The advisers, appointed by Minister of Finance Nhanhla Nene, said bread flour, cake flour, sanitary products (tampons and pads), and nappies should be added to the list of 19 food products already zero-rated.
The investigation, including written submissions and hearings, was started after the government increased VAT from 14% to 15% from April 1. This was to have meant a R22.9 billion boost in revenue for the government.
The envisaged new zero-ratings would mean just over R4bn less, the panel found.
It narrowed a list of 66 considered items down to 8, but rejected zero-rating poultry and baby food consisting predominantly of milk. It said the baby formula decision was based on public health recommendations.
The panel couldn’t agree on whether to zero-rate individually quick-frozen poultry parts.
It further urged the Treasury to ensure that the benefit of the new zero-ratings went to consumers and not producers.
The Treasury said the public had until August 31 to submit comments on the panel’s recommendations in writing. Then the minister would decide which of the recommendations to implement.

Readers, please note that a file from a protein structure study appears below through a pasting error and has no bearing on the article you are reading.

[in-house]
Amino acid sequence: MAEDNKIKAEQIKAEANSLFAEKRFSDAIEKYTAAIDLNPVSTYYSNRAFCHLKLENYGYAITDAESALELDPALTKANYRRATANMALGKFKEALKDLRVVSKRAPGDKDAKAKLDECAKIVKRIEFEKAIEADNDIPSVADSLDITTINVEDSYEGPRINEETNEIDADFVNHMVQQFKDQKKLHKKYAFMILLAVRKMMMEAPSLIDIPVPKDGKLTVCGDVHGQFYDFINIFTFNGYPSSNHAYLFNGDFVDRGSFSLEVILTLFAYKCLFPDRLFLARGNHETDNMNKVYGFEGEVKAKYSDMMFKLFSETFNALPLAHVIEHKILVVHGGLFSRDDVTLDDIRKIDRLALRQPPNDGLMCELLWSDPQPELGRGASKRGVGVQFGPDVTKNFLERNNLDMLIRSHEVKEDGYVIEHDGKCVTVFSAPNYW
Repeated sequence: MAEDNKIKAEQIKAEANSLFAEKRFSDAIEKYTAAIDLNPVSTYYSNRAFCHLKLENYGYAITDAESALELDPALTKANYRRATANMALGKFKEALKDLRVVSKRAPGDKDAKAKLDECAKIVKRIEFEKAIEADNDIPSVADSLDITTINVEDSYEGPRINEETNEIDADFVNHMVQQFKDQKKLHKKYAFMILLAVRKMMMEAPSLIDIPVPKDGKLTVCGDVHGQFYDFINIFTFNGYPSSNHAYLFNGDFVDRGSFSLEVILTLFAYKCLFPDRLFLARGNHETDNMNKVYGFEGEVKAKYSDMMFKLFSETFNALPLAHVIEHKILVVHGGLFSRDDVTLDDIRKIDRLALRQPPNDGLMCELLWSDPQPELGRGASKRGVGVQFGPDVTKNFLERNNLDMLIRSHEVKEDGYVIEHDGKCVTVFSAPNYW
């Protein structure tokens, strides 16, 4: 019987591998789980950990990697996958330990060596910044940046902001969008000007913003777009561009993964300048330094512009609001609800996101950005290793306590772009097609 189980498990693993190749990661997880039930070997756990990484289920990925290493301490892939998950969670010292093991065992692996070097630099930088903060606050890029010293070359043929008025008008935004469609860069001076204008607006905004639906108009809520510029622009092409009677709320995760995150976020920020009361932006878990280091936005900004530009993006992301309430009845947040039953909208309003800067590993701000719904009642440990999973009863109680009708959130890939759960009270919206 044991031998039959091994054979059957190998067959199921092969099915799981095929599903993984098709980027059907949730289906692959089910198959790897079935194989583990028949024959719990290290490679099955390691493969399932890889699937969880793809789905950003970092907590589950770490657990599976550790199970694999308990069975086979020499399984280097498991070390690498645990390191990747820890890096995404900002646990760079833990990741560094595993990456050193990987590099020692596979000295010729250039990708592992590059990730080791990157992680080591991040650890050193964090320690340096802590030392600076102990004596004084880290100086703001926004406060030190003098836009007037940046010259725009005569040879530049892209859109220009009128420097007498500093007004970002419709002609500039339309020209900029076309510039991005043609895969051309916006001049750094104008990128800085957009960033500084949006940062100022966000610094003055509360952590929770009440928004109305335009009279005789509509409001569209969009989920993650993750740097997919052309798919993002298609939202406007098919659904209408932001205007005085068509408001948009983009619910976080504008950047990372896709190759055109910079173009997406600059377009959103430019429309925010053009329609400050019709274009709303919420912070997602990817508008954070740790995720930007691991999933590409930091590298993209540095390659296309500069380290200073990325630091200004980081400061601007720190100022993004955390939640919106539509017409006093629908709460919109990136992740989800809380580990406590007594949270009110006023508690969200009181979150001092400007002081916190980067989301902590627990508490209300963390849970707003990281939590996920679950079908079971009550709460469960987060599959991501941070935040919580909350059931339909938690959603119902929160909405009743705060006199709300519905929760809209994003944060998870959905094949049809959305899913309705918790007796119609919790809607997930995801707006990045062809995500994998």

Nene thanked the nine-person panel, led by Professor Ingrid Woolard, dean at Stellenbosch University’s faculty of economic and management science, for its report, on very tight deadlines.
The panel also proposed in its 91-page report that the government expedite the provision of free sanitary products to the poor, and that the zero-rating of school uniforms be done only if they could be separated from general clothing.
It emphasised the need for definitions on school uniforms.
Ben Modikwe, the KwaZulu-Natal chairperson of the Active Citizenship Movement, said all items people generally bought in supermarkets should be exempt from VAT.
“More should be done to cushion the poor, especially when there are no increases in wages and there are fewer jobs.
“There is lots of money available in South Africa to do this. It could be done if the government cut its expenditure, especially when it comes to what it spends on cabinet ministers, bureaucracy, security,” Modikwe said.
The DA said the proposed zero-ratings were underwhelming and would do little to cushion poor households whose spending power has been squeezed by the VAT increase.
“The DA remains firm on its position that the only effective measure to protect the poor and solve the government’s fiscal squeeze will be to scrap the 1% VAT hike and cut expenditure,” said Alf Lees MP, DA finance spokesman.
“The bloated public service, and the public sector wage bill must be frozen, in order to offset the revenue shortfall that may be triggered by the scrapping of the VAT increase.
“The zero rating of additional items will be of marginal benefit to the poor and is not the answer,” Lees said.